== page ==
Change your Thoughts, Change your Reality
Change Your Thoughts, Change Your Reality
There is something I tell all of my clients at their first session.
“My job is to clear your subconscious out of the way so that you have the freedom to think, what you do then is your choice.”
For example, with clients who come to see me with food addiction I say: I don’t care what you choose to eat (I am not a nutrition expert) or how much you exercise (I am not a medical professional). I don’t care what size you are (we are all different shapes and sizes). All I care about is giving you the freedom to make your own choices.
How we think thoughts work
We believe we are in control of ourselves most of the time. Occasionally things happen where we feel out of control but mostly we believe our choices come from free will. That’s not true. Our subconscious is in charge at least 90% of the time. It is only in the remaining 10%, in our prefrontal cortex, that we are able to exert true free will.
So when you have a problem, you are used to believing that you should be able to override your thoughts. You can spend a lot of energy beating yourself up because you feel you ‘should’ be able to do X but can’t. For example:
You should be ok with getting on a plane, but when you try you are terrified.
You should feel happy because you have a wonderful life and wonderful friends, but even getting up in the morning is a struggle.
You know the right food to eat but still find yourself eating rubbish.
You simply are not in charge of yourself. Your subconscious is. And it is working on rules established during childhood. Rules designed to give you the best chance of surviving as an adult. Unfortunately your subconscious is a bit stupid, and emotional so often the things it thinks it’s doing to protect you are causing you more of a problem. You try to override it, but before you have time to think, your subconscious has acted.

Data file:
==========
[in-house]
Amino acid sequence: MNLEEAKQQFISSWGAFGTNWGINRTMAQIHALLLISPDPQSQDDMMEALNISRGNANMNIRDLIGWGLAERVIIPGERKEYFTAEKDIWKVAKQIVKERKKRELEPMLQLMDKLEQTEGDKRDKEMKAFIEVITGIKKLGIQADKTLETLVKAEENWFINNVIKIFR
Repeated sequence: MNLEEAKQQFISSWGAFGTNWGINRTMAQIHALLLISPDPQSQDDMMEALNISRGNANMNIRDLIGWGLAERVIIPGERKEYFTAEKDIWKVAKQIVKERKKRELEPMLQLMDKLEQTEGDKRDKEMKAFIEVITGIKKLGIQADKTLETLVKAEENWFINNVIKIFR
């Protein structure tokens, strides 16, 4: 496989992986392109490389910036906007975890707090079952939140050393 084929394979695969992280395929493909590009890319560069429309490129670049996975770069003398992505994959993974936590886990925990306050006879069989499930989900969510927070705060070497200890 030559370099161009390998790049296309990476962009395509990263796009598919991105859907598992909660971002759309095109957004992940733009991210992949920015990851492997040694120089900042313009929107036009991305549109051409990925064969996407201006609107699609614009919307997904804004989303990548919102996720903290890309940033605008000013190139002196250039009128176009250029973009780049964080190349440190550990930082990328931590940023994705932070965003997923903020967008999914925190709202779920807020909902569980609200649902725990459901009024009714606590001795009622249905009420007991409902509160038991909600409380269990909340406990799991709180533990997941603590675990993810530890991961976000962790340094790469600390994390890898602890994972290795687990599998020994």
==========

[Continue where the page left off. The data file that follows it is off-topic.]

How thoughts really work
Let’s say you are scared of heights.
Even on the second rung of a stepladder you feel terrified like you are going to fall and hurt yourself.
Anyone with you is telling you that there is no way you are going to hurt yourself. You are perfectly safe. And yet whenever you are faced with the real possibility of walking over a bridge or climbing a ladder, you freeze. This is your subconscious. It switches off your thinking brain and takes you into a state of protection.
When you have avoided the high thing your subconscious gives you your thinking brain back. Then you start thinking in the same way as everyone else around you. You beat yourself up for not being able to listen to them. You call yourself stupid. You feel silly. Well it’s true in part – your subconscious is stupid. But you weren’t in control.
You can aspire to stay cool and calm as much as you want. You can practice breathing techniques to cope. But the problem is that as soon as you are faced with the real possibility of having to go up high it’s not you that reacts. It’s your subconscious. It goes “We’re gonna die!” and doesn’t even give you the option of thinking your way out of it.
Thoughts aren’t real
We believe our thoughts are real. We know we are capable of not giving in to our primitive urges. We don’t have to eat everything we see in the supermarket aisle. We don’t have to have sex with everyone we can. This gives us the illusion that those thoughts that remain are based on free will.
But there is another type of thought that comes from our subconscious. I call them Ninja thoughts. They hide amongst the conscious rational thoughts. They are in stealth mode so we don’t even know they are there. They tell us to do things in such a way as we believe we are exerting free will, but because they come from your subconscious they really only care about protecting you.